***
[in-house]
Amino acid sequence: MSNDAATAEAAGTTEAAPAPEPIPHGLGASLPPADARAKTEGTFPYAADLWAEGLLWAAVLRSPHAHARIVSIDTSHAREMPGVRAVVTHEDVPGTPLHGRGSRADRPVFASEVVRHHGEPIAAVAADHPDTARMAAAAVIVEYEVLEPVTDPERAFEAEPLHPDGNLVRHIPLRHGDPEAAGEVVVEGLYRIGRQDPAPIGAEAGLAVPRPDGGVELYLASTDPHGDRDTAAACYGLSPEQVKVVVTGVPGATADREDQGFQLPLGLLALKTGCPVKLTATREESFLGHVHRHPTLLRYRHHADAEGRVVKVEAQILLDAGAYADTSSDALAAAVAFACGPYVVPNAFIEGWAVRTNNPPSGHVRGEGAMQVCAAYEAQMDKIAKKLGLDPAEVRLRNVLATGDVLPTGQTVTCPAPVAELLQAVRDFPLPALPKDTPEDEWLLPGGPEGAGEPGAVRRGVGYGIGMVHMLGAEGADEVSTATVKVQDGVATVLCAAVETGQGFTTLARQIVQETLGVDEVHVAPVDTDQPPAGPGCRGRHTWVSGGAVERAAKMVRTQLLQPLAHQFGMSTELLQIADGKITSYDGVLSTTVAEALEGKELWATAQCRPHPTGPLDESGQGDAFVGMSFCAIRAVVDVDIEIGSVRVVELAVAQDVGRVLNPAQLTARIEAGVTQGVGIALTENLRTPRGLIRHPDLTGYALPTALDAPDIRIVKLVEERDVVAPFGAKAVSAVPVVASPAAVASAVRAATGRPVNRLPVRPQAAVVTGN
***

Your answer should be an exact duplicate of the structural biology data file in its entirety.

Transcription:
[in-house]
Amino acid sequence: MSNDAATAEAAGTTEAAPAPEPIPHGLGASLPPADARAKTEGTFPYAADLWAEGLLWAAVLRSPHAHARIVSIDTSHAREMPGVRAVVTHEDVPGTPLHGRGSRADRPVFASEVVRHHGEPIAAVAADHPDTARMAAAAVIVEYEVLEPVTDPERAFEAEPLHPDGNLVRHIPLRHGDPEAAGEVVVEGLYRIGRQDPAPIGAEAGLAVPRPDGGVELYLASTDPHGDRDTAAACYGLSPEQVKVVVTGVPGATADREDQGFQLPLGLLALKTGCPVKLTATREESFLGHVHRHPTLLRYRHHADAEGRVVKVEAQILLDAGAYADTSSDALAAAVAFACGPYVVPNAFIEGWAVRTNNPPSGHVRGEGAMQVCAAYEAQMDKIAKKLGLDPAEVRLRNVLATGDVLPTGQTVTCPAPVAELLQAVRDFPLPALPKDTPEDEWLLPGGPEGAGEPGAVRRGVGYGIGMVHMLGAEGADEVSTATVKVQDGVATVLCAAVETGQGFTTLARQIVQETLGVDEVHVAPVDTDQPPAGPGCRGRHTWVSGGAVERAAKMVRTQLLQPLAHQFGMSTELLQIADGKITSYDGVLSTTVAEALEGKELWATAQCRPHPTGPLDESGQGDAFVGMSFCAIRAVVDVDIEIGSVRVVELAVAQDVGRVLNPAQLTARIEAGVTQGVGIALTENLRTPRGLIRHPDLTGYALPTALDAPDIRIVKLVEERDVVAPFGAKAVSAVPVVASPAAVASAVRAATGRPVNRLPVRPQAAVVTGN